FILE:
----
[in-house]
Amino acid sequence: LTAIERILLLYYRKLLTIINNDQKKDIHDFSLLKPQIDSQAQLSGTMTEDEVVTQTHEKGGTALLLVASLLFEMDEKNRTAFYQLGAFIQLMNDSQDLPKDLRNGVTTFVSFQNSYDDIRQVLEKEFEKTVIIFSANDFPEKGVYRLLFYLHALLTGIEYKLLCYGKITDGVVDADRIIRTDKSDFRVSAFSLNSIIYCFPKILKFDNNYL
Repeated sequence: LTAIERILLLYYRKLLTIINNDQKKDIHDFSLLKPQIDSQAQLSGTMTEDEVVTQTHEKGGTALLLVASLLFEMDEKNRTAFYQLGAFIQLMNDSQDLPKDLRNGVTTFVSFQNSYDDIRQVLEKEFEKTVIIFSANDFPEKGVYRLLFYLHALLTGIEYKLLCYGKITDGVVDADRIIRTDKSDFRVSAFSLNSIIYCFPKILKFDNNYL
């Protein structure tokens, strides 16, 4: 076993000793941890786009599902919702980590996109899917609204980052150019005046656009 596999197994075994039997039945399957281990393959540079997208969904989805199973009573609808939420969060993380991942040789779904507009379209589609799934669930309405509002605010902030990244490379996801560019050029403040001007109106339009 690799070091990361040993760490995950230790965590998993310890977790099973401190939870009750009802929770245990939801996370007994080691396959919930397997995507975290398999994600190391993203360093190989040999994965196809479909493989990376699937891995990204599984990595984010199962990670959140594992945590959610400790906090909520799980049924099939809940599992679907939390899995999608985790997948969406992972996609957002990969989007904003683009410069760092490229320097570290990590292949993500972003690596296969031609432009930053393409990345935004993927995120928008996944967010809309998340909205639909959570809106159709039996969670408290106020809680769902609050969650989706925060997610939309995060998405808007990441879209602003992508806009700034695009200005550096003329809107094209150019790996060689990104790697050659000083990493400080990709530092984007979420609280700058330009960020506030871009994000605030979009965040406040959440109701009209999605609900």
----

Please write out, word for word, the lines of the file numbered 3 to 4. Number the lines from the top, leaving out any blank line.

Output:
Repeated sequence: LTAIERILLLYYRKLLTIINNDQKKDIHDFSLLKPQIDSQAQLSGTMTEDEVVTQTHEKGGTALLLVASLLFEMDEKNRTAFYQLGAFIQLMNDSQDLPKDLRNGVTTFVSFQNSYDDIRQVLEKEFEKTVIIFSANDFPEKGVYRLLFYLHALLTGIEYKLLCYGKITDGVVDADRIIRTDKSDFRVSAFSLNSIIYCFPKILKFDNNYL
């Protein structure tokens, strides 16, 4: 076993000793941890786009599902919702980590996109899917609204980052150019005046656009 596999197994075994039997039945399957281990393959540079997208969904989805199973009573609808939420969060993380991942040789779904507009379209589609799934669930309405509002605010902030990244490379996801560019050029403040001007109106339009 690799070091990361040993760490995950230790965590998993310890977790099973401190939870009750009802929770245990939801996370007994080691396959919930397997995507975290398999994600190391993203360093190989040999994965196809479909493989990376699937891995990204599984990595984010199962990670959140594992945590959610400790906090909520799980049924099939809940599992679907939390899995999608985790997948969406992972996609957002990969989007904003683009410069760092490229320097570290990590292949993500972003690596296969031609432009930053393409990345935004993927995120928008996944967010809309998340909205639909959570809106159709039996969670408290106020809680769902609050969650989706925060997610939309995060998405808007990441879209602003992508806009700034695009200005550096003329809107094209150019790996060689990104790697050659000083990493400080990709530092984007979420609280700058330009960020506030871009994000605030979009965040406040959440109701009209999605609900």